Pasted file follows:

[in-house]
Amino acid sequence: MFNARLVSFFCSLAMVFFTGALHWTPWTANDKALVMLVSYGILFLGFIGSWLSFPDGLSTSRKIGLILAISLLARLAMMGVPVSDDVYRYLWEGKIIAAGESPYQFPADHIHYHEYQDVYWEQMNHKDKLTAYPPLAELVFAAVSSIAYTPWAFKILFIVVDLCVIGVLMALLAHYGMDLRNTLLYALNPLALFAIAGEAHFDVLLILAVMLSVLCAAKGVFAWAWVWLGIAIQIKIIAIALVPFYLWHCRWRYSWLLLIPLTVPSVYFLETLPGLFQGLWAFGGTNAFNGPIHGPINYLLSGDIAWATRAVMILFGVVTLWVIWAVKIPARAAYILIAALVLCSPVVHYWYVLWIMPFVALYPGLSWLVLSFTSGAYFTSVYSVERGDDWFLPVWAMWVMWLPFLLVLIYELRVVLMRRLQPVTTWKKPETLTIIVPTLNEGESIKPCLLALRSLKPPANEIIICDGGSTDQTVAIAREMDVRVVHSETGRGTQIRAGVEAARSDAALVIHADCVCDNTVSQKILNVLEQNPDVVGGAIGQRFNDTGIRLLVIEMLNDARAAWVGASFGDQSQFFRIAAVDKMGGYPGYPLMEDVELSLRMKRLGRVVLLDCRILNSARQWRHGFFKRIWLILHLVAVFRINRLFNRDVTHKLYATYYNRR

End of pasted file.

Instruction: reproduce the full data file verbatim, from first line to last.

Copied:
[in-house]
Amino acid sequence: MFNARLVSFFCSLAMVFFTGALHWTPWTANDKALVMLVSYGILFLGFIGSWLSFPDGLSTSRKIGLILAISLLARLAMMGVPVSDDVYRYLWEGKIIAAGESPYQFPADHIHYHEYQDVYWEQMNHKDKLTAYPPLAELVFAAVSSIAYTPWAFKILFIVVDLCVIGVLMALLAHYGMDLRNTLLYALNPLALFAIAGEAHFDVLLILAVMLSVLCAAKGVFAWAWVWLGIAIQIKIIAIALVPFYLWHCRWRYSWLLLIPLTVPSVYFLETLPGLFQGLWAFGGTNAFNGPIHGPINYLLSGDIAWATRAVMILFGVVTLWVIWAVKIPARAAYILIAALVLCSPVVHYWYVLWIMPFVALYPGLSWLVLSFTSGAYFTSVYSVERGDDWFLPVWAMWVMWLPFLLVLIYELRVVLMRRLQPVTTWKKPETLTIIVPTLNEGESIKPCLLALRSLKPPANEIIICDGGSTDQTVAIAREMDVRVVHSETGRGTQIRAGVEAARSDAALVIHADCVCDNTVSQKILNVLEQNPDVVGGAIGQRFNDTGIRLLVIEMLNDARAAWVGASFGDQSQFFRIAAVDKMGGYPGYPLMEDVELSLRMKRLGRVVLLDCRILNSARQWRHGFFKRIWLILHLVAVFRINRLFNRDVTHKLYATYYNRR